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State retirement funds affected by Monday's market downturn.

September 17, 2001
By: Julian Pecquet
State Capital Bureau

JEFFERSON CITY - More than $4 billion of state government's funds for retired state workers got a ride on Monday's stock market roller coaster.

But the director of the Missouri State Employees' Retirement System (MOSERS) expressed confidence about the long-term value of the system's investments.

MOSERS was among 44 state and teacher retirement institutions nationwide that issued a statement Friday in a joint effort to downplay the market's expected downturn when it opened for the first time after last Tuesday's attacks on New York City and the Pentagon.

As Wall Street reopened on Monday, the Dow Jones industrial average fell 7.1% to its lowest level in four years as airline and insurance stock plummeted, while the Nasdaq Composite Index of new technologies dropped 6.8%.

MOSERS covers 75,000 retirees and active members, and has assets of more than $5.5 billion invested in the troubled financial markets, with more than $4 billion in stocks. Executive director Gary Findlay remained optimistic as the stock market closed on Tuesday after having been shut down for four business days last week, for the first time since the Great Depression.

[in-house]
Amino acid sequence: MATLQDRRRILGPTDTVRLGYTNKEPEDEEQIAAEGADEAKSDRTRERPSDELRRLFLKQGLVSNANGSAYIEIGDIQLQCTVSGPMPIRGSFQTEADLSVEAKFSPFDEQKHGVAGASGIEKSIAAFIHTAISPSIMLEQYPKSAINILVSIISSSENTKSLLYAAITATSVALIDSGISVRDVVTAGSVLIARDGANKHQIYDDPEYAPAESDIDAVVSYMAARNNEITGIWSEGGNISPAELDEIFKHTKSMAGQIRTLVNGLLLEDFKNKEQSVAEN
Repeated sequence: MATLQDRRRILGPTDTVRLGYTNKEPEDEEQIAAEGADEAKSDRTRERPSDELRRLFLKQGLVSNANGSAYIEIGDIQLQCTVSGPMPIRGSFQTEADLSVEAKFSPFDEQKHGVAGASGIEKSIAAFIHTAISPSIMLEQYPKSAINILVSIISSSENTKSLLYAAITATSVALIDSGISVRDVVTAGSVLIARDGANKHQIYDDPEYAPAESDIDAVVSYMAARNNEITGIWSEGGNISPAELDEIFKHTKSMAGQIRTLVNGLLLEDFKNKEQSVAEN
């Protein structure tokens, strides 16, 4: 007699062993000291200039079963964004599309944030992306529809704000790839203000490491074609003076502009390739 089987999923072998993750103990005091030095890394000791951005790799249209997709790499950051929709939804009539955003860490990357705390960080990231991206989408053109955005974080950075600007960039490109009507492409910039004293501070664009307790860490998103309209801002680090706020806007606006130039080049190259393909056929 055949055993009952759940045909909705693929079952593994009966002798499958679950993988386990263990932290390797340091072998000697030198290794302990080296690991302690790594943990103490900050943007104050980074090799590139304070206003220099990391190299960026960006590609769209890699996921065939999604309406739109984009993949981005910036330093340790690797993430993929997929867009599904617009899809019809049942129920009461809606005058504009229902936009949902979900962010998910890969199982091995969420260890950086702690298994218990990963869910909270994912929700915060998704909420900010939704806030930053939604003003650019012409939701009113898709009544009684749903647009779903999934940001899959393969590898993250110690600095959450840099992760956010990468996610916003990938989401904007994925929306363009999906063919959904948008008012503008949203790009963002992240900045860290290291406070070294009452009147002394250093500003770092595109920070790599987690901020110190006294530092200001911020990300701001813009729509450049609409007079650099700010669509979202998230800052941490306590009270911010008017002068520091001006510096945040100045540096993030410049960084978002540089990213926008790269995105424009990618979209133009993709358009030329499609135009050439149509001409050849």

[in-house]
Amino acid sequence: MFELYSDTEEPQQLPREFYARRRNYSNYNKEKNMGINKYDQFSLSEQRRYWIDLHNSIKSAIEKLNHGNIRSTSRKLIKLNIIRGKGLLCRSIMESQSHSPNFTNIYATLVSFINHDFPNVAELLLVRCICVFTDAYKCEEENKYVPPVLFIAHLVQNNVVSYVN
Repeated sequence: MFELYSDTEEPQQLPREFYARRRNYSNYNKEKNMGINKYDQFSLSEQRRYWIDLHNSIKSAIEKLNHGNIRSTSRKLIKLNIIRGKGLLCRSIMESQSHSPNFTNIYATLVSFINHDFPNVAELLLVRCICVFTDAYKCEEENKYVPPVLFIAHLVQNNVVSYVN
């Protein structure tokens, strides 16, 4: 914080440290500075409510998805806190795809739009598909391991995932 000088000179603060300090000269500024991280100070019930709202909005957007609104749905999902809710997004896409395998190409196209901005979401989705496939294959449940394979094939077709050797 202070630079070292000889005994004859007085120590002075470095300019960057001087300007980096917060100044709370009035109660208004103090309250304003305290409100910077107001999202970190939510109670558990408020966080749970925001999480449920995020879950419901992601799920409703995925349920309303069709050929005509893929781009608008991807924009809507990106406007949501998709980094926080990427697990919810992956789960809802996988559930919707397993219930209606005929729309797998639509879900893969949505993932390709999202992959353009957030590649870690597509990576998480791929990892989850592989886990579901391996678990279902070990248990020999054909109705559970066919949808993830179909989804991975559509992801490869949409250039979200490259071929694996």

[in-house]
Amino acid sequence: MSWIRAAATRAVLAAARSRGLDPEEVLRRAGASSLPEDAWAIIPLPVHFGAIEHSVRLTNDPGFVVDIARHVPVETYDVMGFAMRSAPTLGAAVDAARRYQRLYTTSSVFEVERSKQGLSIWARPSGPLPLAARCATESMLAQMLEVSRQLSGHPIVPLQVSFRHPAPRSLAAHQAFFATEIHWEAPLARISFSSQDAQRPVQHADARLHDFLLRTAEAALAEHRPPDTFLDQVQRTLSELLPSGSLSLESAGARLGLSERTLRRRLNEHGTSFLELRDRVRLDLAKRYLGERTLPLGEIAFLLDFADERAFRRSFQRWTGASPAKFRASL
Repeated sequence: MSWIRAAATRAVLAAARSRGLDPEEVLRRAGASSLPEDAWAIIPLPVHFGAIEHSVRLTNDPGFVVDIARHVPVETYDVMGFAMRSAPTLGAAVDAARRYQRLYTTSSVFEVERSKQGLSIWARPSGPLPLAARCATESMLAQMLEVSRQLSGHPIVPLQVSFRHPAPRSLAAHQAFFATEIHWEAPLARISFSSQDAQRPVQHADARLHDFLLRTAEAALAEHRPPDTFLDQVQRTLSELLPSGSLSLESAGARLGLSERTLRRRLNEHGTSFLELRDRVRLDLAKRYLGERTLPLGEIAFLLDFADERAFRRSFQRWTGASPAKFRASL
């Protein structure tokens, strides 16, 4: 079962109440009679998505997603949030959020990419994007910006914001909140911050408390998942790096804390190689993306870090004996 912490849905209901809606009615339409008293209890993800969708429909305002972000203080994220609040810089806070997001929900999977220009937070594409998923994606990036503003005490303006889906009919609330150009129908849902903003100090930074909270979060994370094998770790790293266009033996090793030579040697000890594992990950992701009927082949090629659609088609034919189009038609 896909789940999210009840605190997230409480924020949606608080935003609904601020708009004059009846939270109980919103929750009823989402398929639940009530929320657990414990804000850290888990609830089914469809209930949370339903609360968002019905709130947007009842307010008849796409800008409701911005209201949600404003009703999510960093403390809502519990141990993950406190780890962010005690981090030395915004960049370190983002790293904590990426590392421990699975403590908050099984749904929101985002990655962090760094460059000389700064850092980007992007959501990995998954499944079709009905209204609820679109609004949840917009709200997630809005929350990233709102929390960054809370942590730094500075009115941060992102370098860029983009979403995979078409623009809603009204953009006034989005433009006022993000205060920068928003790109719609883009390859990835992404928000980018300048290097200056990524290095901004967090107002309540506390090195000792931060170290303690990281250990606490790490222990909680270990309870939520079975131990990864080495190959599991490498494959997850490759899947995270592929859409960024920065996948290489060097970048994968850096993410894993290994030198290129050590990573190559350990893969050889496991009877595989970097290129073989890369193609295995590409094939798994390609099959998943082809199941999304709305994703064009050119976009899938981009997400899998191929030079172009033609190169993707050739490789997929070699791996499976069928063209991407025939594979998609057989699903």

"This is a much smaller dump than what we experienced in 1987," Findlay said.

Findlay described MOSERS as a broad based, heavily diversified fund.

"We are very well diversified, not concentrated in any one sector," said Findlay. "As long term institutional investors we will weather the storm."

Findlay said he could not estimate how much money the retirement system lost from Monday's market loses. Instead, he kept an upbeat approach stating that "Missouri isn't about to go out of business".

The statement issued Friday spoke of the future.

"As institutional investors, we will remain patient long-term providers of capital. We remain confident in the underlying strength of the US economy. We urge all other investors to remain calm when the markets reopen," the statement said.

"This is the first time there's been an opportunity to step in and call for normalcy," said Findlay.